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Between the Lines: Nine Principles to Live By Hardcover – Bargain Price, September 13, 2001
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From Publishers Weekly
Copyright 2001 Cahners Business Information, Inc.--This text refers to an out of print or unavailable edition of this title.
From Library Journal
Copyright 2001 Reed Business Information, Inc. --This text refers to an out of print or unavailable edition of this title.
Top Customer Reviews
In his second book Between the Lines: The Nine Things Baseball Taught Me About Life, co-authored by Robert Wolgemuth, Hershiser writes about how his experiences in baseball taught him about perseverance in life. Although Hershiser stared in the Majors, his rise was not an easy one. He had to overcome many obstacles early on in his career. He was stuck in the minor leagues for four years and he had to come back from serious shoulder surgery in the prime of his career. Hershiser also talks about personal miseries with him dropping out of college after getting cut from the baseball team and then later in life dealing with the death of his good friend and agent Robert Fraley. The book was an easy read and Hershiser offers some very good advice about life or at least on how he became successful. The book is not organized chronologically but instead Hershiser and Wolgemuth headline each chapter with his principles of life. Readers looking for play by play analysis of his career will be disappointed with Between the Lines because Hershiser takes a more personal account of his life in and out of baseball. But overall the book taught me things about life and inspired me to strife for my goals not only in sports but in life.
Unlike most athletes, Orel does not give a biography. Instead he picks nine principles he sees for a successful life, and then gives anecdotes, almost exclusively from his own life, to support those points.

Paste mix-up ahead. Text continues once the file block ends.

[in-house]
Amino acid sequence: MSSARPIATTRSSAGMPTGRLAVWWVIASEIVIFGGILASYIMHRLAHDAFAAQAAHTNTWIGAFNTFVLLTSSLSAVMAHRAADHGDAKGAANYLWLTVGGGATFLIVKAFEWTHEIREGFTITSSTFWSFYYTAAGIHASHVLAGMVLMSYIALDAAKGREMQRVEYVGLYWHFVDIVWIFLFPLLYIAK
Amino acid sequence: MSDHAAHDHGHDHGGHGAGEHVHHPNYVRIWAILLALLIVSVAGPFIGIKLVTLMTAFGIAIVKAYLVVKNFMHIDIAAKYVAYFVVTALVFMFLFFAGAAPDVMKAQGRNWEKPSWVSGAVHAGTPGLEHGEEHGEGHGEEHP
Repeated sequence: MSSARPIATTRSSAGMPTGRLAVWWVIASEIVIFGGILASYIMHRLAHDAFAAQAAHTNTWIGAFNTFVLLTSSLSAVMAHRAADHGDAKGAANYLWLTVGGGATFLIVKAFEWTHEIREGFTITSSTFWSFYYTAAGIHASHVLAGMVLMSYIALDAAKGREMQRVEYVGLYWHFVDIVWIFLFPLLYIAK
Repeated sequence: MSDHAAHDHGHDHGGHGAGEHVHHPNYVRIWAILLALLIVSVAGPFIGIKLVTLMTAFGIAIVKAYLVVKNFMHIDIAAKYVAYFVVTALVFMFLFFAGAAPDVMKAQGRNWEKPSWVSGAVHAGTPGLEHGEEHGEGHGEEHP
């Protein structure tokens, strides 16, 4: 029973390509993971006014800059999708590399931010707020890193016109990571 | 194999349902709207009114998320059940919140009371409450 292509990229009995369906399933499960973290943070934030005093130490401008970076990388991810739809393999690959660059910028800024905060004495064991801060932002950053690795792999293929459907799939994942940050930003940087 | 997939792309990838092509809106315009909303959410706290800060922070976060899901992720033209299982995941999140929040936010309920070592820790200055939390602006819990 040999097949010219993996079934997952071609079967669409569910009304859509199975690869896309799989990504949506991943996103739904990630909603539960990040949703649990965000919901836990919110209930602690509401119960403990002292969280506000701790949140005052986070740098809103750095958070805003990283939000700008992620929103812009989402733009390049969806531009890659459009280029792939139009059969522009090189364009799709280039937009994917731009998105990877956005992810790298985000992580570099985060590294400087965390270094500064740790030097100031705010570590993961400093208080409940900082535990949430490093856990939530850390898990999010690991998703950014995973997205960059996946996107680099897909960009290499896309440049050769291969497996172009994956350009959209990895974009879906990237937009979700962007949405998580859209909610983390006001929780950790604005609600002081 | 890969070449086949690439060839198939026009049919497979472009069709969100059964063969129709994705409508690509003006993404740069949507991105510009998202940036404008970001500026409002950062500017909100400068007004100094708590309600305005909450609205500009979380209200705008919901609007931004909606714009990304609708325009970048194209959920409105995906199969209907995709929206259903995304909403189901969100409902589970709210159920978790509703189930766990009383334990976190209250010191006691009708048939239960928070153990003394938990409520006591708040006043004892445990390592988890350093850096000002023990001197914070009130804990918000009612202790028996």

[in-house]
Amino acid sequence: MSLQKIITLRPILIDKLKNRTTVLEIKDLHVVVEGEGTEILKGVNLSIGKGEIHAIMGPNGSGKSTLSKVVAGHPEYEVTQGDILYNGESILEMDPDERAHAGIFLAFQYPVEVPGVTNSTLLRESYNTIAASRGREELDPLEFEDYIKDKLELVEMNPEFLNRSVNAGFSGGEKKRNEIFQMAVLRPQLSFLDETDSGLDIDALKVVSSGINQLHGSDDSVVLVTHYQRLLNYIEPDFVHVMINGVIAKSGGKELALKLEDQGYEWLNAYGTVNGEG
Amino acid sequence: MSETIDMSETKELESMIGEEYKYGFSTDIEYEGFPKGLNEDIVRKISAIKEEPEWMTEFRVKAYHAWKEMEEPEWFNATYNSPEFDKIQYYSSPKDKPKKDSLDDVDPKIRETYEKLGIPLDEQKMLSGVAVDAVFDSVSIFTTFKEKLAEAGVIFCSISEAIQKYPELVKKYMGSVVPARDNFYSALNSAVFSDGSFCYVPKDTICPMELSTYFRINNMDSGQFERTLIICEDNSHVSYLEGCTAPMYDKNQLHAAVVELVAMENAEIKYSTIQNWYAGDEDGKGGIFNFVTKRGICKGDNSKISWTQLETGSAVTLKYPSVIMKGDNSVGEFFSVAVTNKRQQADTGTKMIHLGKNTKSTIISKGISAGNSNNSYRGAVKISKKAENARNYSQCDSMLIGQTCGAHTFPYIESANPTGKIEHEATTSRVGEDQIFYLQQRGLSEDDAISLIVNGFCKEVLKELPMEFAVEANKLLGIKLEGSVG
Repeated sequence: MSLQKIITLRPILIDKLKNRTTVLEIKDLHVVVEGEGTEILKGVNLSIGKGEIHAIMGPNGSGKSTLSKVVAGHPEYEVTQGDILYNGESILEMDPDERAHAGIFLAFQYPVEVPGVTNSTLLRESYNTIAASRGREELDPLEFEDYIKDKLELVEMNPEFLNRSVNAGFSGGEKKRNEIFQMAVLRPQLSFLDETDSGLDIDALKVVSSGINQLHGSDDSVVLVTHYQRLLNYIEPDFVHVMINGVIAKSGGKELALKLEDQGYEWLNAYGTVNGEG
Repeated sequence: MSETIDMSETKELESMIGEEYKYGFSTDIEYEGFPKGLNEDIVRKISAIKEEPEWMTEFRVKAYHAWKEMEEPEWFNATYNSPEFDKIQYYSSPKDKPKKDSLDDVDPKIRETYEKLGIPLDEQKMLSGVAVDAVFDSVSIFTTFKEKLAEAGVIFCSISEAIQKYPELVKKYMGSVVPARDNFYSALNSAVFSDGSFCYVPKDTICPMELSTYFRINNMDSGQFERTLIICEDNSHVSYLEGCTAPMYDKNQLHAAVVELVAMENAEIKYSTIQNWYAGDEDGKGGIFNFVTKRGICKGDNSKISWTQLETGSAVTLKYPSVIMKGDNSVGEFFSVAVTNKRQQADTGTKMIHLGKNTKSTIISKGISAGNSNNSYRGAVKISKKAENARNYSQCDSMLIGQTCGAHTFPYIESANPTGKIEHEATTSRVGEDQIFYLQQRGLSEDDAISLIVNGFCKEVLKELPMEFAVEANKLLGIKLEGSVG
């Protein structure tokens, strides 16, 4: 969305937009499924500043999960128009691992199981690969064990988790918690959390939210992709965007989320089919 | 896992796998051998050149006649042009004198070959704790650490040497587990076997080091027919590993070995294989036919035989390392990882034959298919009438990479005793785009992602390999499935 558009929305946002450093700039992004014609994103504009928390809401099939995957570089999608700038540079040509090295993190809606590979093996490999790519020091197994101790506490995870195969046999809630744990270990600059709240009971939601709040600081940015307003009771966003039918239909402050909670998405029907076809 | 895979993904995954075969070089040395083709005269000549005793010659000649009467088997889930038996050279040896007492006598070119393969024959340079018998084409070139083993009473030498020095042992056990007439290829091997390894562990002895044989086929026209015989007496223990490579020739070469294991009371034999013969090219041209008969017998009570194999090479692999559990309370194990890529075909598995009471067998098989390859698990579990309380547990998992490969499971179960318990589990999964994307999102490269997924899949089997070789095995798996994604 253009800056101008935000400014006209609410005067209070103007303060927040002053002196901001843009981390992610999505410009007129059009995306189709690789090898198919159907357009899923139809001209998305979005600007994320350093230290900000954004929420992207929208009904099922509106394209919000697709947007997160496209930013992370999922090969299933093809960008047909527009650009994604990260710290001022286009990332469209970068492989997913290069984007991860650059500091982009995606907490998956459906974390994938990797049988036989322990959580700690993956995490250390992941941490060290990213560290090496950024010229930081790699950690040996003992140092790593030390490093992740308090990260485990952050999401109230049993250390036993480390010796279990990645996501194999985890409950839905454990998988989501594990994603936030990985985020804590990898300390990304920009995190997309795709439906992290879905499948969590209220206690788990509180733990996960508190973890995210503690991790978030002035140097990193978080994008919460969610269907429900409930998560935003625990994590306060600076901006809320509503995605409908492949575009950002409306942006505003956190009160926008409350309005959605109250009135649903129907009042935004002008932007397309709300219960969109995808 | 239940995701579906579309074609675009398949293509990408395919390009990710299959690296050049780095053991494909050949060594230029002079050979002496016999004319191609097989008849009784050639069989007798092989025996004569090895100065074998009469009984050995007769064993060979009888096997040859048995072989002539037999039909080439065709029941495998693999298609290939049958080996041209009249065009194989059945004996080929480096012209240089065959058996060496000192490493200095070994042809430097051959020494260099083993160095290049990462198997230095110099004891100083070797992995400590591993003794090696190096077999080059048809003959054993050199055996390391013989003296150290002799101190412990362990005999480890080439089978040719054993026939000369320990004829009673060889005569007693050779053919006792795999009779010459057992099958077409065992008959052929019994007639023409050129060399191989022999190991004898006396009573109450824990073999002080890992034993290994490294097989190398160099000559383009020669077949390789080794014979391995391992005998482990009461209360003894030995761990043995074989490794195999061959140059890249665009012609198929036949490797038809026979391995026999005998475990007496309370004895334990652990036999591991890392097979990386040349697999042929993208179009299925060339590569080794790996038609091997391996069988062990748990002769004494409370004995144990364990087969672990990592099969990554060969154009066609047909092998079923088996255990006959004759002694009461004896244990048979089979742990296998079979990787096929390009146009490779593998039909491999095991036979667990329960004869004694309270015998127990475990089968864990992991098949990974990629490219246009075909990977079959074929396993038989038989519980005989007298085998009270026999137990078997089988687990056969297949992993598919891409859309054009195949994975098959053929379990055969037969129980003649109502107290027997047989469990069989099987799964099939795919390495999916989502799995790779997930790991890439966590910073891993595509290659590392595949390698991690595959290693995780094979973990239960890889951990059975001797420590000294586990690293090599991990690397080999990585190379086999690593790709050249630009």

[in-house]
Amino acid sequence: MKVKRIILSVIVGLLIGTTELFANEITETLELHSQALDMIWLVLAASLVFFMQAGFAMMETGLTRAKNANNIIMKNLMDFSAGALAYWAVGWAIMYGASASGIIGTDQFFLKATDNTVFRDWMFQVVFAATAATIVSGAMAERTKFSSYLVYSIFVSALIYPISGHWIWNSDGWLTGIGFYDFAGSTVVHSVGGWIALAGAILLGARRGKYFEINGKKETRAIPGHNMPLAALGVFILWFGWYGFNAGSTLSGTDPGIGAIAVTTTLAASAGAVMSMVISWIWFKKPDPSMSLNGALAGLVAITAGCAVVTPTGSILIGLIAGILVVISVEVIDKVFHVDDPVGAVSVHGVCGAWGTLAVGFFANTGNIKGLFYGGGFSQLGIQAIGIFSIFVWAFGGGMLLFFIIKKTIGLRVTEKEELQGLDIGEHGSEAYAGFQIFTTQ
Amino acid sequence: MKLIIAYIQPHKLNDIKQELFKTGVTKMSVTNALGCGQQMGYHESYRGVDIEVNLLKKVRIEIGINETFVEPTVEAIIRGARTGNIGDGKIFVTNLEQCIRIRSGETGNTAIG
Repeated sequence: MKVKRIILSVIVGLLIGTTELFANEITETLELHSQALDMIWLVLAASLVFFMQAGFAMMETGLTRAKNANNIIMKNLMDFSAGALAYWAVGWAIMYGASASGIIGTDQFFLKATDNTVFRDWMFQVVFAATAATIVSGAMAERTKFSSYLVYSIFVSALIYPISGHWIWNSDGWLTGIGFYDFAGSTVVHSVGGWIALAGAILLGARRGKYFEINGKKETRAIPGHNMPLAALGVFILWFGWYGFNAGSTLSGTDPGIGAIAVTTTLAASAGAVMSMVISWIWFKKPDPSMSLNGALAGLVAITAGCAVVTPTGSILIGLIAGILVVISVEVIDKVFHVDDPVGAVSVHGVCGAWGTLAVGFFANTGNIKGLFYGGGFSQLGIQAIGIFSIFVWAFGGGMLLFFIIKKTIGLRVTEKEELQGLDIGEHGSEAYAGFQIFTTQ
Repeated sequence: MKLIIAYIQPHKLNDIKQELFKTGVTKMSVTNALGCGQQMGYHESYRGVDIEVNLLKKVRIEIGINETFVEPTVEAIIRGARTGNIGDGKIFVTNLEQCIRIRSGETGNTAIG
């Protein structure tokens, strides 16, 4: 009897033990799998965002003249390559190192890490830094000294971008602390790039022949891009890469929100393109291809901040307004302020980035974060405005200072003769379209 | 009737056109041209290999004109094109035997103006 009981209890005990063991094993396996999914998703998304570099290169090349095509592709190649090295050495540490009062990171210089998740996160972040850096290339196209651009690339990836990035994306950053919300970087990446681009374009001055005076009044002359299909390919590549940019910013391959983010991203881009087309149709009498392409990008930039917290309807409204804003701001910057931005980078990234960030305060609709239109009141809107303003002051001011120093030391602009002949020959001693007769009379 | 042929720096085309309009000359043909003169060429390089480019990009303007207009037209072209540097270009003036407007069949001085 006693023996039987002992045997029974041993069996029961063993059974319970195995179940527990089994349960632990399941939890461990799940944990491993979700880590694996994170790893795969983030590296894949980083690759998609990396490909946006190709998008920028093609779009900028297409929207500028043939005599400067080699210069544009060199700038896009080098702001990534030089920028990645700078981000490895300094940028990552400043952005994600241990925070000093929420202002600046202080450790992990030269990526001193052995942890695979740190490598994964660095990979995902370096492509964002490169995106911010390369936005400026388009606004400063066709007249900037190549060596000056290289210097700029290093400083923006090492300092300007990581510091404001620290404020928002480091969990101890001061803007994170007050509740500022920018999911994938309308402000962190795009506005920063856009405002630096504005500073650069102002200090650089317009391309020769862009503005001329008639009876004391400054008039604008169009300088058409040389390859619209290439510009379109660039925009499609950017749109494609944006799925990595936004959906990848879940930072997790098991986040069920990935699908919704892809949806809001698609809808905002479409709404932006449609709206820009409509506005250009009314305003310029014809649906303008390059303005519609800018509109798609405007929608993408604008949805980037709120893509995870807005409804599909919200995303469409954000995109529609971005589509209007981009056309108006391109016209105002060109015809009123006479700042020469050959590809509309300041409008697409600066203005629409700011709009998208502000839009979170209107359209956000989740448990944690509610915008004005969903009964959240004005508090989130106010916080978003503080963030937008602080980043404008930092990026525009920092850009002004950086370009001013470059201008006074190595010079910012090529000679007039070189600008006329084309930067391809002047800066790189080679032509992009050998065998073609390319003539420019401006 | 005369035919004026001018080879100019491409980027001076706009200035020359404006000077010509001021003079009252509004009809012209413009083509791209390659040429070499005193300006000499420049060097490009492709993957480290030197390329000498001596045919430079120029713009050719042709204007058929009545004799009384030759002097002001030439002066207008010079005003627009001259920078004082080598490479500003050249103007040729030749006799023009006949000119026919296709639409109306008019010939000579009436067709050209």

Orel does not come across as "Look at me! I have a Cy Young award, two league championship MVPs, and a World Series ring and MVP award, to go along with having the record for most consecutive scoreless innings." Instead, you have a normal person who managed to accomplish a lot, and a desire to encourage others to accomplish a lot in their lives.
This book is very readable. In the introduction Orel paints the picture of the book being like a conversation in a diner. It is fun reading stories about Tommy LaSorda, especially when he is in the ear of his former pitcher before the 5th game of the '95 series.
I would recommend for every parent to get this book for their son or daughter, and then read it with them so they can discuss the issues. One, this will help your child apply the lessons, and two, we oldies can use the advice as well.
of pitching 59 consecutive scoreless innings in
1988 . . . even typing that number now, I find it
hard to believe that a pitcher could manage to
keep opposing batters from scoring for so long.
Thus when I had the chance to listen to
his book, BETWEEN THE LINES (written
with Robert Wogemuth), I was interested to see
if he would talk about how he was able to accomplish
this goal . . . he did, sprinkling in interesting tidbits
about his personal philosophy toward both the game and life.
This is not a tell-all book . . . Hershiser rarely
speaks bad about any player, coach, manager,
or even umpire . . . in fact, he even points out
that he rarely ever argued about any ball or strike call.
What he does well is emphasize the claim he
makes in the book's subtitle: NINE THINGS BASEBALL
TAUGHT ME ABOUT LIFE.
There's nothing breathtakingly new here, but it still
is the perfect book for any athlete at virtually any
stage of his or her career . . . non-players will
like it too.
And anybody who reads it will come across convinced
that it is the little things in life that can really make
a difference . . . for example, Hershiser rarely varied from
his everyday routine--no matter what was happening around him.
He also seems to be one of the rare professional
athletes who always placed his family over even
his baseball career.
One theme is to focus on what you can control and don't expend energy on the rest. He emphasizes how important the preparation process is because it's all about focus. That is what one can control. If one continually prepares, success is inevitable. He talks about building a mind-set where everyday counted. Excellence mattered to him. He wasn't trying to please his coaches, he was seeking excellence for its own reward.
As a Christian he talks about how he came to know the Lord Jesus. I bought the book because I knew he was a Bowling Green man. It turns out he's a class act all the way around. His advice is solid.